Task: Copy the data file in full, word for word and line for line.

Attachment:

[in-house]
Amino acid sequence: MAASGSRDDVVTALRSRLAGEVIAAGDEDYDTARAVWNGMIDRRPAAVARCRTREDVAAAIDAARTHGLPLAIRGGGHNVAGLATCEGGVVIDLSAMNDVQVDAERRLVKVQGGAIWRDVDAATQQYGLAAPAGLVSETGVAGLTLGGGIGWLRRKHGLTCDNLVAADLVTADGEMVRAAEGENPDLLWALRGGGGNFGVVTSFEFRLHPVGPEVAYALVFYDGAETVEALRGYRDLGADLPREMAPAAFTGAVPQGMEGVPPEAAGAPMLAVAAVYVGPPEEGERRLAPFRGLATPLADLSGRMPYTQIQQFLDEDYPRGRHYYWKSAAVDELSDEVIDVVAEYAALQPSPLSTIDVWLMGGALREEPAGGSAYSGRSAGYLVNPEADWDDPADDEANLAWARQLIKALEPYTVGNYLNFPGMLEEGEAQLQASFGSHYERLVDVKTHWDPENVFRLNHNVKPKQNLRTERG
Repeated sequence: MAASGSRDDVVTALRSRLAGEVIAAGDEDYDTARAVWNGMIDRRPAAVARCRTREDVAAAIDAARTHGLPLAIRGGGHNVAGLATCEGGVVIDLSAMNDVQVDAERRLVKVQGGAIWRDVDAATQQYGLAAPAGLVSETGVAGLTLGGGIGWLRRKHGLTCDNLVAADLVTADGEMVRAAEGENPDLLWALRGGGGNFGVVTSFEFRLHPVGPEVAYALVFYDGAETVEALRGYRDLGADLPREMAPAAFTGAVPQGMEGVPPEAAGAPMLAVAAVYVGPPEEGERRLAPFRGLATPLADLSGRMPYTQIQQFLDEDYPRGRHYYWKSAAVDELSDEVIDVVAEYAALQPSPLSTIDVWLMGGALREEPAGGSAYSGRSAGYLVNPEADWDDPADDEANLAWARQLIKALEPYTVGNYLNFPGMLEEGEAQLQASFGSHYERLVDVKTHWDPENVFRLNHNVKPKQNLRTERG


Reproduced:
[in-house]
Amino acid sequence: MAASGSRDDVVTALRSRLAGEVIAAGDEDYDTARAVWNGMIDRRPAAVARCRTREDVAAAIDAARTHGLPLAIRGGGHNVAGLATCEGGVVIDLSAMNDVQVDAERRLVKVQGGAIWRDVDAATQQYGLAAPAGLVSETGVAGLTLGGGIGWLRRKHGLTCDNLVAADLVTADGEMVRAAEGENPDLLWALRGGGGNFGVVTSFEFRLHPVGPEVAYALVFYDGAETVEALRGYRDLGADLPREMAPAAFTGAVPQGMEGVPPEAAGAPMLAVAAVYVGPPEEGERRLAPFRGLATPLADLSGRMPYTQIQQFLDEDYPRGRHYYWKSAAVDELSDEVIDVVAEYAALQPSPLSTIDVWLMGGALREEPAGGSAYSGRSAGYLVNPEADWDDPADDEANLAWARQLIKALEPYTVGNYLNFPGMLEEGEAQLQASFGSHYERLVDVKTHWDPENVFRLNHNVKPKQNLRTERG
Repeated sequence: MAASGSRDDVVTALRSRLAGEVIAAGDEDYDTARAVWNGMIDRRPAAVARCRTREDVAAAIDAARTHGLPLAIRGGGHNVAGLATCEGGVVIDLSAMNDVQVDAERRLVKVQGGAIWRDVDAATQQYGLAAPAGLVSETGVAGLTLGGGIGWLRRKHGLTCDNLVAADLVTADGEMVRAAEGENPDLLWALRGGGGNFGVVTSFEFRLHPVGPEVAYALVFYDGAETVEALRGYRDLGADLPREMAPAAFTGAVPQGMEGVPPEAAGAPMLAVAAVYVGPPEEGERRLAPFRGLATPLADLSGRMPYTQIQQFLDEDYPRGRHYYWKSAAVDELSDEVIDVVAEYAALQPSPLSTIDVWLMGGALREEPAGGSAYSGRSAGYLVNPEADWDDPADDEANLAWARQLIKALEPYTVGNYLNFPGMLEEGEAQLQASFGSHYERLVDVKTHWDPENVFRLNHNVKPKQNLRTERG